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Monday, July 5, 1999 Published at 15:02 GMT 16:02 UK


World: South Asia

Pakistan and the Kashmir militants

Young fighters in Pakistan enlist for Kashmir

By South Asia Analyst Alastair Lawson

Militant groups active in Pakistan have said they will consider a request from Islamabad to withdraw from territory they have occupied in Indian administered Kashmir.

Their announcement follows talks between the Pakistani Prime Minister Nawaz Sharif and President Clinton in Washington. The two leaders agreed that concrete steps needed to be taken for the restoration of the Line of Control in Kashmir.

Kashmir Conflict
The announcement of the withdrawal brings into focus once again the complicated relationship between the Pakistani authorities and militant groups fighting in Kashmir.

Ever since militant groups first became active in Kashmir 10 years ago, India has accused Pakistan of arming and training them. Delhi says that the Pakistani Inter Services Intelligence agency has provided them with training facilities and camps in Pakistan.


[ image:  ]
It says the Pakistani military not only provided the militant groups with logistical support to occupy part of Indian administered Kashmir six weeks ago, but also supplied troops as well.

The Pakistani Government has consistently denied that its troops are in Indian administered Kashmir. It says that it only provides the various militant groups with moral, diplomatic and political support.

Diverse militant groups

Most of the militant groups active in the Kargil area say they are controlled by the United Jihad Council, an organisation comprising 14 militant groups. Of these only five are considered to be influential: Lashkar-e-Taiba, Hizbul Mujahideen, Harkat-ul-Mujahideen, Al-Badar and Tehrik-i-Jihad.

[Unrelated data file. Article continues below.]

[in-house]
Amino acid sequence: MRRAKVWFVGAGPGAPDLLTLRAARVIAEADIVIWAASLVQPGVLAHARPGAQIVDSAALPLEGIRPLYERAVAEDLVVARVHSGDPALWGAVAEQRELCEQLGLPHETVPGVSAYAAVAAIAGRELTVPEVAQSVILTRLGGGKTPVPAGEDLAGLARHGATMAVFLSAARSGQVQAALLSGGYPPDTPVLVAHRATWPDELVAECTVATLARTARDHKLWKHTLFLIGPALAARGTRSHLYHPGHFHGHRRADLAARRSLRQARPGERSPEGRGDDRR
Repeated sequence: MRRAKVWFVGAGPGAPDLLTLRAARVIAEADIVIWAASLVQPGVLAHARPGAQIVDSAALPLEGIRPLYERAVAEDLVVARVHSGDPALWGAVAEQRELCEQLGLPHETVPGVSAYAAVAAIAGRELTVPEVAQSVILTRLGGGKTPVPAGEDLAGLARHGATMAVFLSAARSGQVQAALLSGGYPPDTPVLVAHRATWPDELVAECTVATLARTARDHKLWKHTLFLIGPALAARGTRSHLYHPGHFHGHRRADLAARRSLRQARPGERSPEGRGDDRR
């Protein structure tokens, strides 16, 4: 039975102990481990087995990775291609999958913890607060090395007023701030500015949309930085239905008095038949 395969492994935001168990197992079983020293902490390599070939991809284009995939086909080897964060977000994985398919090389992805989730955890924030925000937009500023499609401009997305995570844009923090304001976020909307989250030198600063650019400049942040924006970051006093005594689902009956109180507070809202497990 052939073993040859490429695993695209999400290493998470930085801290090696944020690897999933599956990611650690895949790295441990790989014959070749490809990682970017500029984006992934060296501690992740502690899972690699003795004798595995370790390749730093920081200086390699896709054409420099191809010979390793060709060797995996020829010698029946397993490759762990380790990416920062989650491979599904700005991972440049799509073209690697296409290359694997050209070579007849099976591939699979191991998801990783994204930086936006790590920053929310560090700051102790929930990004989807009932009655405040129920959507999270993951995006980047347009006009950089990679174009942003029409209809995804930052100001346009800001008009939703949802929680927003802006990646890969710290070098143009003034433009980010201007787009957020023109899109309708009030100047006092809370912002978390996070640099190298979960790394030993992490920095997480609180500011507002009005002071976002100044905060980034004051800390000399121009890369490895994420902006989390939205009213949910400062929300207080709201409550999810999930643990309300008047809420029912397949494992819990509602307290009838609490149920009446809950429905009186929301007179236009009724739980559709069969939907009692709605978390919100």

[ image: Tehrik-i-Jihad volunteers fundraising]
Tehrik-i-Jihad volunteers fundraising
They have given a contrasting reaction to Pakistan's pledge that it will encourage them to withdraw. The Tehrik-i-Jihad spokesmen have argued that the decision should be taken by the United Jihad Council but the Harkat-ul-Mujahideen and Lashkar-e-Taiba have rejected the call.

Commentators in Pakistan say that it would not be difficult for the Pakistani Government and military to curtail the activities of these groups in the Kargil area. They point out that it would be virtually impossible for them to hold onto positions in Indian administered Kashmir without the logistical support of the Pakistani army.

Army's role

That raises the question of whether or not the army is supportive of Mr Sharif's pledge to encourage the militants to leave the Kargil area.


[ image: Sharif: asserted his control over the military]
Sharif: asserted his control over the military
While the relationship between the government and the generals is notoriously complex, there has so far been little evidence of any discontent within the ranks.

That has been the case ever since Mr Sharif appeared to assert his control over the army last October, when he dismissed the army chief, General Jehangir Karamat, after he made a speech in which he criticised the government.

Sources say that ever since the Kargil dispute began, Mr Sharif has gone out of his way to take the military into his confidence.

Hardline opposition

However, there is always the danger that some militant groups will not accept his plea for them to withdraw. That may especially be the case among the more hardline groups which embrace a more rigid form of Islam.


Abdullah Muntazer of the Lashkar-e Taiba: "We will not withdraw"
The Lashkar-e-Taiba group, for example, is thought to contain numerous non Kashmiris - possibly members of the Taleban movement of Afghanistan - which are thought to be unwilling to be seen to make any concessions at all to India.

Likewise Mr Sharif will no doubt be eager to ensure that his effort to resolve the Kargil stand-off does not end up antagonising his political opponents. Already Pakistan's largest Islamic based party, the Jamaat-i-Islami, has said they do not believe the militants should come back.



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